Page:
Acacia dangarensis Tindale & Kodela (family Fabaceae) is a small tree to 10 m high with bark at first smooth and grey, later fissured and blackish at base. It has branchlets more or less terete with low ridges, glabrous. and leaves with rachis 1.5-6 cm long, more or less glabrous or with very sparse hairs, jugary glands present, interjugary glands absent. Acacia dangerensis has pinnae 2-6 pairs, 3-8 cm long; pinnules 14- 30 pairs, linear, mostly 4-9 mm long, 0.25-0.4 mm wide, glabrous; petiole 0.4-4.5 cm long, with 1 prominent gland. Heads globose, 12-26-flowered, bright yellow, in terminal or axillary panicles; peduncles 1-3 mm long, glabrous. Pods more or less straight, more or less flat, 3-8 cm long, 5-7 mm wide, glabrous; seeds longitudinal; funicle filiform and expanded towards seed. It flowers August to September. A. dangarensis is distinguished from its closest relative A. decurrens by its branchlets being terete with several low longitudinal ridges to c. 0.2 mm high (the branchlets of A. decurrens are prominently winged with narrow ridges to 2 mm high), leaves with rachis (1.6-)3-6 cm long, 2-6 pairs of pinnae and a gland often present above each secondary pulvinus, and flower heads 2-4 mm in diameter.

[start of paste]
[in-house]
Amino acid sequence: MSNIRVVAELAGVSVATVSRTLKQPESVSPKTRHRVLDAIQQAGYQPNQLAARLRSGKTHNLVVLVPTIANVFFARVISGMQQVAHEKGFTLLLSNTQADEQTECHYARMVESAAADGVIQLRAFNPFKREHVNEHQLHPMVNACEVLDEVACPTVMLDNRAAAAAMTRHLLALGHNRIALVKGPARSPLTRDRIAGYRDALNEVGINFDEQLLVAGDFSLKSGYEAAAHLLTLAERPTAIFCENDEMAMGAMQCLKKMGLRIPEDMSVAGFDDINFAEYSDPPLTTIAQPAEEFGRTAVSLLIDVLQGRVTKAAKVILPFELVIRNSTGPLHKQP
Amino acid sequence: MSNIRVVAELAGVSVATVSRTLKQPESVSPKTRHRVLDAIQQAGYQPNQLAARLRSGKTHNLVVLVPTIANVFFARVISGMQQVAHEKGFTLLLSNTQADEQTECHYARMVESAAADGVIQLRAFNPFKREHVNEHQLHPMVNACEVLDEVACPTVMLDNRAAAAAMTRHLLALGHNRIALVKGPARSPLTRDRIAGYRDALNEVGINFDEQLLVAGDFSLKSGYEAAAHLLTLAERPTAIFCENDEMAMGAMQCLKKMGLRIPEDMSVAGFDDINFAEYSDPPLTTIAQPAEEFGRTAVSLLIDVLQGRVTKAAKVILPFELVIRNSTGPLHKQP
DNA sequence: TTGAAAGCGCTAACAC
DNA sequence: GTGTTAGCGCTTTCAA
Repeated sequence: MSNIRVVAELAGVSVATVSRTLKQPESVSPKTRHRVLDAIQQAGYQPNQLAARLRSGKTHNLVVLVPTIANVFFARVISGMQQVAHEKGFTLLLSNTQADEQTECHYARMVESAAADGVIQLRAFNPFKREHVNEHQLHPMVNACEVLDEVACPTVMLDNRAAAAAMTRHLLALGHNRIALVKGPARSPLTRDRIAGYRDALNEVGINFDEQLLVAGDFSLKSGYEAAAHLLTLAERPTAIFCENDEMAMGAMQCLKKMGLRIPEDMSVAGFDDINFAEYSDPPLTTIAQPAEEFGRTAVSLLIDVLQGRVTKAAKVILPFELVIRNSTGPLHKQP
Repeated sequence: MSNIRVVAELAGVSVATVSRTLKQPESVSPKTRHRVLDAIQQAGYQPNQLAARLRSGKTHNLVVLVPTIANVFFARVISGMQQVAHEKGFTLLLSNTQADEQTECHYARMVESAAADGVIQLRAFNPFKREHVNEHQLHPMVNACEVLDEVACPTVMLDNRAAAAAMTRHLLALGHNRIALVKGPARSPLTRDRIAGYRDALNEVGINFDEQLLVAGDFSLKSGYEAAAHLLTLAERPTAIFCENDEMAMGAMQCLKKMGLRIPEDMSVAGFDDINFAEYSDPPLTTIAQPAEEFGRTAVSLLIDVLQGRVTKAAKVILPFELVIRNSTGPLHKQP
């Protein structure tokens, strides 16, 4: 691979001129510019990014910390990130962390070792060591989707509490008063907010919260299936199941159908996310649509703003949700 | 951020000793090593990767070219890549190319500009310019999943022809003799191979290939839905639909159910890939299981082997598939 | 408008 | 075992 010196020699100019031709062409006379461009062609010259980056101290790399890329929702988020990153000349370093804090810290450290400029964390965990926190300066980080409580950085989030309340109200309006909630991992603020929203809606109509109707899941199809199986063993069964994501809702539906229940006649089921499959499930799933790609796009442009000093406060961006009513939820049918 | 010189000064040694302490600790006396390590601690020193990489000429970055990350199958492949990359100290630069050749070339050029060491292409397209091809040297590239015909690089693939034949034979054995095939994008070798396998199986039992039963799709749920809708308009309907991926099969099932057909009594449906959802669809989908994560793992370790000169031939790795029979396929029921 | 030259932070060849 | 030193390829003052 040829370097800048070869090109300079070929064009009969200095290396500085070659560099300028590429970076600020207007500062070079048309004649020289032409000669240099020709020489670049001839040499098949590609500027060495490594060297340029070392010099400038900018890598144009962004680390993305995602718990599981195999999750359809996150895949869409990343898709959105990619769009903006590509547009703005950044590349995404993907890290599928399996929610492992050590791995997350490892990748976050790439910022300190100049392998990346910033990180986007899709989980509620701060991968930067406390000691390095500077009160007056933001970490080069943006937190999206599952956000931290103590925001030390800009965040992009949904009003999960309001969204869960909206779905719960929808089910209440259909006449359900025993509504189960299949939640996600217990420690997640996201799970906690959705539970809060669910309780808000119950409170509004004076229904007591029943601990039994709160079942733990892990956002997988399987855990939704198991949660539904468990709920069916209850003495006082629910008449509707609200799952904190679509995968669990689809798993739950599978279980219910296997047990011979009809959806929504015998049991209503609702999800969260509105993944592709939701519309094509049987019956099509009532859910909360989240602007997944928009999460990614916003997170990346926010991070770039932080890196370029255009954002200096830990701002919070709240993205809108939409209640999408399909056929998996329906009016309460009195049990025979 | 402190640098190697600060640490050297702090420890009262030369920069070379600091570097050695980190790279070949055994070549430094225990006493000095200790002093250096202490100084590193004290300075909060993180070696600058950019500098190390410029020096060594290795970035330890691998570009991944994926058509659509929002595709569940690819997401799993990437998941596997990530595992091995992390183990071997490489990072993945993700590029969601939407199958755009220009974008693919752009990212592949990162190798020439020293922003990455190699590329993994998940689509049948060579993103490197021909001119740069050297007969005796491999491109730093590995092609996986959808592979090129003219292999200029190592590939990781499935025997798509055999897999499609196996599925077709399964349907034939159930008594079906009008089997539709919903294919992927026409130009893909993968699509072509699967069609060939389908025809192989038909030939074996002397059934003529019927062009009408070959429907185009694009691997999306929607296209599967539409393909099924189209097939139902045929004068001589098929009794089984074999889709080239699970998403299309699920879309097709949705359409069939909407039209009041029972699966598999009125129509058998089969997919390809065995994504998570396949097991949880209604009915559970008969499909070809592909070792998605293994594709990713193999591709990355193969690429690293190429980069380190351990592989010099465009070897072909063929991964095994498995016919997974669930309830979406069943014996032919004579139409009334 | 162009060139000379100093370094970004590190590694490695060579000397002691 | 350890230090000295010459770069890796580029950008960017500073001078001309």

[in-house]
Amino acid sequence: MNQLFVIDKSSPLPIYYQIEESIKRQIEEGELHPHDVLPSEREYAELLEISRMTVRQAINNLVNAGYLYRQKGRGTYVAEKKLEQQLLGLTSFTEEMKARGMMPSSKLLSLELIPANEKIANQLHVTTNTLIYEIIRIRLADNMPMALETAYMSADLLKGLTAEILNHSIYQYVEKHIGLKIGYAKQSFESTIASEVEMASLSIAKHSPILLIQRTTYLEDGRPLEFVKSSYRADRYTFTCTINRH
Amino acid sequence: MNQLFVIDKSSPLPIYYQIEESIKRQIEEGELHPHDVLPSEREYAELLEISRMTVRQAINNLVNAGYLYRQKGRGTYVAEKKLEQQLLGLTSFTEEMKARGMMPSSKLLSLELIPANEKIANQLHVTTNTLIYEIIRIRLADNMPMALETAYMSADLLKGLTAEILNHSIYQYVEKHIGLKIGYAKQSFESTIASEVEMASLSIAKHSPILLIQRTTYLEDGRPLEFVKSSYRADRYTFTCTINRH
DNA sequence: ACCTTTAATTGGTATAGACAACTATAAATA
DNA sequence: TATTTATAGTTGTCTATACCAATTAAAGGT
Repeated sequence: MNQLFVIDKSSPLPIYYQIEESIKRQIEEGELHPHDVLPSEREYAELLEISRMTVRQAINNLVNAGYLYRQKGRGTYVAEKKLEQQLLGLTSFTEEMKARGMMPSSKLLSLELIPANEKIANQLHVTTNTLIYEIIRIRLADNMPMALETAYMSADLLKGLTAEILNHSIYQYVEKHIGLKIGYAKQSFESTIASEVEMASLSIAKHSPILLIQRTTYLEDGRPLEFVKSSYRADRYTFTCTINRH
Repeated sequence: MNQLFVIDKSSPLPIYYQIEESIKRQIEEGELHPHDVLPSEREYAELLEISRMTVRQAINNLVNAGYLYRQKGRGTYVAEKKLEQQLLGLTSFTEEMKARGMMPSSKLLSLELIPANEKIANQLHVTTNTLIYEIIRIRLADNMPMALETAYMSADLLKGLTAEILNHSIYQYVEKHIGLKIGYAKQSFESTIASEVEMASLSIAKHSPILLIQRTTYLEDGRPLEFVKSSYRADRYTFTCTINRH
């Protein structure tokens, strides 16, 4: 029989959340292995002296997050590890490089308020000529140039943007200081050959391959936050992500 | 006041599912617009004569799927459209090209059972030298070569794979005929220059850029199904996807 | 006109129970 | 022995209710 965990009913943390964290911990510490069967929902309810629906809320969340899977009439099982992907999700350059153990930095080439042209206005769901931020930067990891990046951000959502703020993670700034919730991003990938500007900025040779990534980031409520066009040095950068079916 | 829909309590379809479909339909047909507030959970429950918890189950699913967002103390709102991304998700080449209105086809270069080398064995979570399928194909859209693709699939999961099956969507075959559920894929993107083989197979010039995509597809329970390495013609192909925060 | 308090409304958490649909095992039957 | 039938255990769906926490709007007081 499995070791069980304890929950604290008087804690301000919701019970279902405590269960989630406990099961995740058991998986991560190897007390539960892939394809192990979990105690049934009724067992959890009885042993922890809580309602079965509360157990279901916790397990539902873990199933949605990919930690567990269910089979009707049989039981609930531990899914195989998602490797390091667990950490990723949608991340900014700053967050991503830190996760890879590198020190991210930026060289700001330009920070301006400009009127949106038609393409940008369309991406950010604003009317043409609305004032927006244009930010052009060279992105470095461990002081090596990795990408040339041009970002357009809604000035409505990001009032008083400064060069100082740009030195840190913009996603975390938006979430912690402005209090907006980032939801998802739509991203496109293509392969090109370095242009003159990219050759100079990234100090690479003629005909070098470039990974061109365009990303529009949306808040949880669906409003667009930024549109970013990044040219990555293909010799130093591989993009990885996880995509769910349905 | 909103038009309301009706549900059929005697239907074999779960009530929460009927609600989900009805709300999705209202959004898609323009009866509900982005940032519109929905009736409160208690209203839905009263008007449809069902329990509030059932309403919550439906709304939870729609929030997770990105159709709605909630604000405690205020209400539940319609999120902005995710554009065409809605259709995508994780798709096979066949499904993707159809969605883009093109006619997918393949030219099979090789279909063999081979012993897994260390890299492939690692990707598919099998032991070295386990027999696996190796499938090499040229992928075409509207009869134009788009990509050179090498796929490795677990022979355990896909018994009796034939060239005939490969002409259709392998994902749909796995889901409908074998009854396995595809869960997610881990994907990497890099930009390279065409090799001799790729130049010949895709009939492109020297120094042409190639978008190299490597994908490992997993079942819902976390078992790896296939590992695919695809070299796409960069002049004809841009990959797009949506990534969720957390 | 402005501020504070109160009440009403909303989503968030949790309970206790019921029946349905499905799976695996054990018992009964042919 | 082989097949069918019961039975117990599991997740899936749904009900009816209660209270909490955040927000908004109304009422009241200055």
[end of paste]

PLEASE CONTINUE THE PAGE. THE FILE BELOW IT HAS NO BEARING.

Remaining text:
Acacia dangarensis |
Status: Critically Endangered on the EPBC Act list
Government evidence of impact of climate change:
Australian Government, Conservation Advice, Acacia dangarensis
Justification Two major threats impact on Acacia dangarensis; i.e. weeds and an inappropriate fire regime.
The AOO of Acacia dangarensis is 4 8 km2; it only occurs at one location and there is a plausible future threat of inappropriate fire regime that could increase the species risk of extinction in a very short time.
Threats to Acacia dangarensis include inappropriate fire regimes; weeds and potentially feral herbivores on seedlings.